Adam Dawtrey: London Eye

From the Royal Shakespeare Company and the National Theater to the Donmar Warehouse and soon again at the Old Vic, Sam Mendes has always been the golden boy of the U.K. legit scene.

But as he prepares to shoot his fourth U.S. movie this summer, his relationship with British cinema remains far more ambiguous.

This Oxford-raised, Cambridge-educated cricket lover, who’s married to arguably the finest English actress of her generation, Kate Winslet, has yet to direct a film in Blighty.

In fact, it’s hard to think of another British A-lister whose cinematic preoccupations have been so exclusively American — starting with his Oscar-winning debut “American Beauty,” through gangster pic “The Road to Perdition” and war drama “Jarhead” to his upcoming version of the Richard Yates novel “Revolutionary Road” about the marital meltdown of a Connecticut couple.

But that’s about to change. His London-based Neal Street Prods., which recently renewed its first-look deal with DreamWorks, is working with Andrew Davies, the doyen of Brit lit, on the first ever bigscreen version of George Eliot’s monumental 19th century novel “Middlemarch,” for Mendes to direct in 2008.

“Sam’s first film was for an American studio, so he started off in a slightly different place than other British directors. But he’s as determined to tell stories about England as he is about America,” says Pippa Harris, who heads the shingle’s film arm.

Mendes describes the “strange schizophrenia” of his stage and screen career to date as purely “circumstantial.”

“I’ve just made the projects that happened to fall in my way,” he says. “My films so far have been about exploring these extraordinary other worlds, but now I’m moving into a phase when I’m coming home and able to direct work that’s closer to me.”

He includes “Revolutionary Road” in that, despite its American setting. “It’s about a marriage, and I’m in a marriage, and the actress I’m married to is in the film, so it doesn’t feel like playing away from home.” The DreamWorks pic, which reunites Winslet with Leonardo DiCaprio, was developed by BBC Films, making it his first U.K-generated project.

Harris, a former BBC exec and childhood friend of Mendes, played in a big role in making that happen.

“For me, a lot of the past two or three years has been about empowering Pippa on the film side and Caro Newling in our theater division to produce their own things,” Mendes comments. “The authority Pippa has generated is really helpful to me. Even though ‘Revolutionary Road’ is my film, it wouldn’t have got to this point without her.”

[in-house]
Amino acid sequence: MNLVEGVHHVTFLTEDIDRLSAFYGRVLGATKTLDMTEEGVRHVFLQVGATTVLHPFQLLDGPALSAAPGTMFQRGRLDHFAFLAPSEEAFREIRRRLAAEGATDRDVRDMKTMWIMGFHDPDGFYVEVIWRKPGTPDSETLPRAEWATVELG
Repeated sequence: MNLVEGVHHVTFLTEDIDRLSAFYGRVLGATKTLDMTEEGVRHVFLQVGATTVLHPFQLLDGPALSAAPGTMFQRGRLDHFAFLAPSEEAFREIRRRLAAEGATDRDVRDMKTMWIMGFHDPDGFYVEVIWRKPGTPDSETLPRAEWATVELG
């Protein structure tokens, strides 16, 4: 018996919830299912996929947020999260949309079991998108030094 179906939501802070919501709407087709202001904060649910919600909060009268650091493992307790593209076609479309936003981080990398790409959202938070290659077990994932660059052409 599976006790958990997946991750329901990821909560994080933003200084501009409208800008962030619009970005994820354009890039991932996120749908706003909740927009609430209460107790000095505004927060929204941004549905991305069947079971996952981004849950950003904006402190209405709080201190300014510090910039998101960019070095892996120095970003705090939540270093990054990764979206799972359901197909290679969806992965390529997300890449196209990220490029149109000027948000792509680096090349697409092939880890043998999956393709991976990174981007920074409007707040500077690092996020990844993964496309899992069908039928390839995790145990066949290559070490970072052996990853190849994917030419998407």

Under Harris, Neal Street is hitting its stride with a wide range of British and international projects, some for Mendes to direct and some not.

Harris made her feature producing debut last year with Tom Vaughan‘s romantic comedy “Starter for Ten.” Now she’s in post with “Stuart: A Life Backwards,” a gritty BBC/HBO telepic about a drug addict.

Mendes himself is producing “Things We Lost in the Fire,” the English-language debut of Danish helmer Susanne Bier, for DreamWorks; and exec producing two projects originally intended for him to direct — Marc Forster‘s Afghan drama “The Kite Runner,” and Tim Burton‘s musical “Sweeney Todd.”

“Sam has always been a producer,” Harris says. “At the Donmar, he produced more than he directed. He loves to work with other directors in theater and in film, and for a director to be able to step back and recognize someone else’s vision and enable that is quite unusual.”

They are also developing a movie based on the BBC cop drama “Conviction” for Focus Features, which Mendes may direct; and a bigscreen version of Bill Nicholson‘s BBC telepic “Life Story” about the discovery of DNA, which he won’t.

Jeffrey Hatcher is writing “American Prometheus” about nuclear scientist Robert Oppenheimer, another Mendes helming project for D’Works, while Irish director John Crowley is attached to WWII spy story “Garbo.” Mendes has even got a Shakespeare TV project up his sleeve, and you can’t get more English than that.

“That’s a more illustrative spread than the movies I have made before,” Mendes explains. “We don’t feel like we want to major in American films, and I hope that within a year that will be more clear.”

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